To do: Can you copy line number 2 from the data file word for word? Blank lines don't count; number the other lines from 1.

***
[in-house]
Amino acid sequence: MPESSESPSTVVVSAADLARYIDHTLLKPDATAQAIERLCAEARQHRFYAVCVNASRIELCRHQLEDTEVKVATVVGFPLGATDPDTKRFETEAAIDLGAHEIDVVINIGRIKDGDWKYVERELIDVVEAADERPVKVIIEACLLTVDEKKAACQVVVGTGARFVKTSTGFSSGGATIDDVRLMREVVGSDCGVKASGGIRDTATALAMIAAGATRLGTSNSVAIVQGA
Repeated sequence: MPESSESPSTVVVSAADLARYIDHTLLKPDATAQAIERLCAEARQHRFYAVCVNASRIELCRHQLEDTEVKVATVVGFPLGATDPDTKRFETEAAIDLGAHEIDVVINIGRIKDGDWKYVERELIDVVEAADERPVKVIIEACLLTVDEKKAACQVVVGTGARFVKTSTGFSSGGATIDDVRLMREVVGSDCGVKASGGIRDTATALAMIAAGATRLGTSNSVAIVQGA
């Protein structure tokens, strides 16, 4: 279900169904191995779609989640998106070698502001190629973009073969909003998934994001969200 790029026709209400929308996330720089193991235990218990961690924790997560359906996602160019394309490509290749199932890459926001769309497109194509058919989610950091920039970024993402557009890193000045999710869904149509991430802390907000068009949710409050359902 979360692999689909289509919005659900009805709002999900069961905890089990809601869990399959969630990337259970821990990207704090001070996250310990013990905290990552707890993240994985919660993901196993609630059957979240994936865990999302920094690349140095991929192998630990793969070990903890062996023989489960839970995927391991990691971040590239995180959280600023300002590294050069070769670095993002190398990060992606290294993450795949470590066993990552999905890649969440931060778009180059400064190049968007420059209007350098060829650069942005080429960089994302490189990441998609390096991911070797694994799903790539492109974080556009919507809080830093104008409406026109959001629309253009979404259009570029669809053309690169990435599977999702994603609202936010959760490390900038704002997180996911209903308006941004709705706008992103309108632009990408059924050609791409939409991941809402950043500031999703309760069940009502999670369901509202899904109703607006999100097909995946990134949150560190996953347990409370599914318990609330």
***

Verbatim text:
Amino acid sequence: MPESSESPSTVVVSAADLARYIDHTLLKPDATAQAIERLCAEARQHRFYAVCVNASRIELCRHQLEDTEVKVATVVGFPLGATDPDTKRFETEAAIDLGAHEIDVVINIGRIKDGDWKYVERELIDVVEAADERPVKVIIEACLLTVDEKKAACQVVVGTGARFVKTSTGFSSGGATIDDVRLMREVVGSDCGVKASGGIRDTATALAMIAAGATRLGTSNSVAIVQGA